Prosecutors in the trial of Ahmaud Arbery’s killers explain why they had faith in the jury

Cobb County’s chief assistant attorney, Linda Donikowski, told Jim Acosta to CNN that after the jurors were selected, “her team realized that we had very smart, very intelligent, and honest jurors who would do their job of looking for the truth.”

“We felt that making our case, it didn’t matter whether they were black or white, and making our case that this jury would hear the truth, they would see the evidence and they would do the right thing and come back with the right judgment that we felt they did today.”

Nine white women, two white men and one black man served on the jury, according to a CNN analysis of jury data. Historically, all-white juries in cases involving whites in the deaths of black men lead to acquittals, according to scholars and legal experts who spoke to CNN about the trial of Arbery’s killers.
The jurors’ racial makeup was reminiscent of the Jim Crow era and soon drew comparisons to the fallout from Emmett’s death, when a white 1955 jury acquitted the two men arrested for Emmett’s murder, experts said.
But unlike the trial of these two white men in 1955, the three white men in 2021 were all convicted of multiple murders.
Race played a large role in this trial, but prosecutors did not touch it as well as the defense did. At one point during Monday’s closing arguments, one of Gregory McMichael’s attorneys, Laura Hough, sparked outrage in the courtroom by triggering Arbery’s fingernails.

“The victimization of Ahmaud Arbery after the choices he made does not reflect the fact that Ahmaud Arbery drove Satila Shores in his khaki shorts without socks to cover his long, dirty toenails,” Hogg told jurors.

Cobb County’s assistant district attorney Larissa Oliver told CNN on Wednesday that she felt bad for Arbery’s parents after Hogg’s comments.

“I think the comments were unnecessary and were low, and I feel bad because Ahmed’s mom and dad had to sit there and listen to all this stuff,” Oliver said.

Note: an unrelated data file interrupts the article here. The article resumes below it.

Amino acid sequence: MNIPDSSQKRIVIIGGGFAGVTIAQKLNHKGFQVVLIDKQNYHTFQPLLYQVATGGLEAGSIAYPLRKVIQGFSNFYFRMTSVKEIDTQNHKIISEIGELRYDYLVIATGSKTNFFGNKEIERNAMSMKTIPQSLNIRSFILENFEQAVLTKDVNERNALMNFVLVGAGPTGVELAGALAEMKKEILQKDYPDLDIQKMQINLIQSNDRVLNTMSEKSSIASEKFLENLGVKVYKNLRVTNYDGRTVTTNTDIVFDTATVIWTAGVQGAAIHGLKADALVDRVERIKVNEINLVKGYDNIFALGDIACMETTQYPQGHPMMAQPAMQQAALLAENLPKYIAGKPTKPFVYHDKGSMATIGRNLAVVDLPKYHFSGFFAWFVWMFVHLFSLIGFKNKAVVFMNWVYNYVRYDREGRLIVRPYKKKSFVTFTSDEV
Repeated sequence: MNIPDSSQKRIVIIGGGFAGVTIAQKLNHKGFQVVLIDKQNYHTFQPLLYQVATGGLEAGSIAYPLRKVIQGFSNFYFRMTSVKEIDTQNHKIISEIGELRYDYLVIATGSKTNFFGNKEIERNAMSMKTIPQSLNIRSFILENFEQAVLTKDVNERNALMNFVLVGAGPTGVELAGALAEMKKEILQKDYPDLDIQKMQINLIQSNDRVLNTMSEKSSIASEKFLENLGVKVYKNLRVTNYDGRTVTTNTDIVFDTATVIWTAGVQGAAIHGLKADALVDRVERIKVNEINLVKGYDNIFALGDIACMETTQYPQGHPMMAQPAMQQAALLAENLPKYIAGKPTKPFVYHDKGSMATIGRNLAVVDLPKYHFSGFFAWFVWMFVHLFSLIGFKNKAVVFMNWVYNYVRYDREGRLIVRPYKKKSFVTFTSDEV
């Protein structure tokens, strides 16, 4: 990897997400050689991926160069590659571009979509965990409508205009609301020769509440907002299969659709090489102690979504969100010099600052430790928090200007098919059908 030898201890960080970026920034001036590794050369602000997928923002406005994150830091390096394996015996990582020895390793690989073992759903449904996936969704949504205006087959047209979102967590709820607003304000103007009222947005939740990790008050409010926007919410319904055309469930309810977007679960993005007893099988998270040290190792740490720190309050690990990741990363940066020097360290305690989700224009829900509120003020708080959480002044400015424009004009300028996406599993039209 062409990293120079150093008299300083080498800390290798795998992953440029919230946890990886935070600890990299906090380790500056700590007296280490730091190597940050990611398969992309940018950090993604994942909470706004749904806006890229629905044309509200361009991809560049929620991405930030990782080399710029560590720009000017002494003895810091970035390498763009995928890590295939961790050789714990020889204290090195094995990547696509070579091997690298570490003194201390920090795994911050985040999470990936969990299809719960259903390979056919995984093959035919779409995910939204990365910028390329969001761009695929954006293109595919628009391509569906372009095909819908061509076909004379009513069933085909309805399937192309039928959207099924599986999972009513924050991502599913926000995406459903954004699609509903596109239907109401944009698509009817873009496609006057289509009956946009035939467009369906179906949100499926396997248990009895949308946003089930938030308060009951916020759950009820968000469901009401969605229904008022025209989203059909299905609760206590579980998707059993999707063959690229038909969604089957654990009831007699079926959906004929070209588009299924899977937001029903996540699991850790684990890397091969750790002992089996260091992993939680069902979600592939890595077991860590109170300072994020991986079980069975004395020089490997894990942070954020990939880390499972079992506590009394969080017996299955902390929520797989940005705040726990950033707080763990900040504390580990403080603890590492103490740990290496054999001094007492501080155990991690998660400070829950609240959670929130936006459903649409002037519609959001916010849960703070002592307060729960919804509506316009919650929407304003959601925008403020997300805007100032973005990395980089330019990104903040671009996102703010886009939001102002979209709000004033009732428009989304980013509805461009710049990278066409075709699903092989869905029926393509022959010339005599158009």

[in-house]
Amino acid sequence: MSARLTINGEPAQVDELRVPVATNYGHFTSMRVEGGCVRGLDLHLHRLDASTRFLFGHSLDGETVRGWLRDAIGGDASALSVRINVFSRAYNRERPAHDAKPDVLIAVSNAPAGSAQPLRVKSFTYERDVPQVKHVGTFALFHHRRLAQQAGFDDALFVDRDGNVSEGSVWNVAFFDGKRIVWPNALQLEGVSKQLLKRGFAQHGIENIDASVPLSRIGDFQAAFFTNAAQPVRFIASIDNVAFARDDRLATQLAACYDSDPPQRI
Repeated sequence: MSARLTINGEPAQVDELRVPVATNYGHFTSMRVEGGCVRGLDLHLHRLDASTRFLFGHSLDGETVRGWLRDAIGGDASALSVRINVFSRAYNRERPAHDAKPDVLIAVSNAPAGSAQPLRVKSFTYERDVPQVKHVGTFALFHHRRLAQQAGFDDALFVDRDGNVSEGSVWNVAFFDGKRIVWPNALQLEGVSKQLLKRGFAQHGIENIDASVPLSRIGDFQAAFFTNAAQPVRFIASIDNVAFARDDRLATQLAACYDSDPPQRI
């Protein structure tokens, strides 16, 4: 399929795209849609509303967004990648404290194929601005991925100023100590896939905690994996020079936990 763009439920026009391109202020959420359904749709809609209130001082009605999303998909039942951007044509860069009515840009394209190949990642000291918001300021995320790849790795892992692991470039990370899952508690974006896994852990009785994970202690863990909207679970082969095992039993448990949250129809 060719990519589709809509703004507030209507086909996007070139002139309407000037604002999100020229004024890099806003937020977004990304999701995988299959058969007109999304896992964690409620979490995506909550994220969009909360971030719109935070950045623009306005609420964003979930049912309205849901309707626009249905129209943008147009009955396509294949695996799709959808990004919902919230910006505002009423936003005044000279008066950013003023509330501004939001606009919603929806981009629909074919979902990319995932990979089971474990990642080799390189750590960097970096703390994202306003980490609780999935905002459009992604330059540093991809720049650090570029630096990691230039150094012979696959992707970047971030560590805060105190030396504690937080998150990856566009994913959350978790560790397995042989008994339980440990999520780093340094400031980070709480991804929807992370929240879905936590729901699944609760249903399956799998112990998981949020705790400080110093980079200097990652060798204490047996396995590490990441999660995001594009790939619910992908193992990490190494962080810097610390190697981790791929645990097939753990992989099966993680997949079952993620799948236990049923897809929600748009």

A lawyer in Arbery's execution trial tried to keep black priests out of court.  So more than 100 attended today
Then there were comments from Kevin Gough, attorney for William “Rudy” Bryan, who has repeatedly objected to the presence of nationally recognized civil rights leaders at trial in support of the Arbery family.

“We don’t want more black priests coming here… sitting with the victim’s family trying to sway the jury on this case,” he said.

Denikowski said Goff’s comments about black priests—though they came without a jury—were strategic.

“Mr. Gough is a very, very good attorney, and he has done on purpose, on purpose and strategic, I believe, what he did in trying to introduce some potential errors into the case should she lose the case and appear on appeal.”

Although race played a large role in and out of the courtroom, Donikowski said she hopes what has taken people away from this trial is that parents in a similar situation will trust the process and advocate for their child.

“Wanda Cooper-Jones and Marcus Arbery (Arbery’s mother and father) were Ahmed’s advocates, and they pushed this when it first happened,” she said. “And I think the message is that you have to let the criminal justice system work, in which case, yes, it worked, and for trust, which they did, trust us, trust this team to deliver justice for them and their families, but you have to trust the constitution system and legal process. obligatory only to allow it to function.”

Kristina Maxuris, Travis Caldwell, Elliot C. McLaughlin, Devon M. Sayers, Alta Spells, Steve Almasi, Nicole Chavez and Brandon Tinsley contributed to this report.


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